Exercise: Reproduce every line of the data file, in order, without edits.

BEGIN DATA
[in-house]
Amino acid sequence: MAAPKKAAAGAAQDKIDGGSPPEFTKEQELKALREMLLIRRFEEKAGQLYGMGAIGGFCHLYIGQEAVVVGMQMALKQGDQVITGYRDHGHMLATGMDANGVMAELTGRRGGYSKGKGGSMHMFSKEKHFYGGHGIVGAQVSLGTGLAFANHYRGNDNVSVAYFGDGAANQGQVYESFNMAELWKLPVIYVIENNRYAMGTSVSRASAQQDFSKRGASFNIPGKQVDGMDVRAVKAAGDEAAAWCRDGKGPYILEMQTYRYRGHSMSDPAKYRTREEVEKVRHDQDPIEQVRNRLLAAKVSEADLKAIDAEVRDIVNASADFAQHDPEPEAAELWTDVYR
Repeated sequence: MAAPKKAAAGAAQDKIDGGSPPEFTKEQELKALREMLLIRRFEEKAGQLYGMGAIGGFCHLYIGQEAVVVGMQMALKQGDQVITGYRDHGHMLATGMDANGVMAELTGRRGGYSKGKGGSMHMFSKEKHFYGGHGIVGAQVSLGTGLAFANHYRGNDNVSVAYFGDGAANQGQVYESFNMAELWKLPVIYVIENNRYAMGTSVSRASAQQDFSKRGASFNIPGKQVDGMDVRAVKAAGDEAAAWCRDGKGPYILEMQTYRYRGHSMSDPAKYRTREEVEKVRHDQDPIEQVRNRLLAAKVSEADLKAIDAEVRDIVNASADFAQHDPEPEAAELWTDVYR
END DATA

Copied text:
[in-house]
Amino acid sequence: MAAPKKAAAGAAQDKIDGGSPPEFTKEQELKALREMLLIRRFEEKAGQLYGMGAIGGFCHLYIGQEAVVVGMQMALKQGDQVITGYRDHGHMLATGMDANGVMAELTGRRGGYSKGKGGSMHMFSKEKHFYGGHGIVGAQVSLGTGLAFANHYRGNDNVSVAYFGDGAANQGQVYESFNMAELWKLPVIYVIENNRYAMGTSVSRASAQQDFSKRGASFNIPGKQVDGMDVRAVKAAGDEAAAWCRDGKGPYILEMQTYRYRGHSMSDPAKYRTREEVEKVRHDQDPIEQVRNRLLAAKVSEADLKAIDAEVRDIVNASADFAQHDPEPEAAELWTDVYR
Repeated sequence: MAAPKKAAAGAAQDKIDGGSPPEFTKEQELKALREMLLIRRFEEKAGQLYGMGAIGGFCHLYIGQEAVVVGMQMALKQGDQVITGYRDHGHMLATGMDANGVMAELTGRRGGYSKGKGGSMHMFSKEKHFYGGHGIVGAQVSLGTGLAFANHYRGNDNVSVAYFGDGAANQGQVYESFNMAELWKLPVIYVIENNRYAMGTSVSRASAQQDFSKRGASFNIPGKQVDGMDVRAVKAAGDEAAAWCRDGKGPYILEMQTYRYRGHSMSDPAKYRTREEVEKVRHDQDPIEQVRNRLLAAKVSEADLKAIDAEVRDIVNASADFAQHDPEPEAAELWTDVYR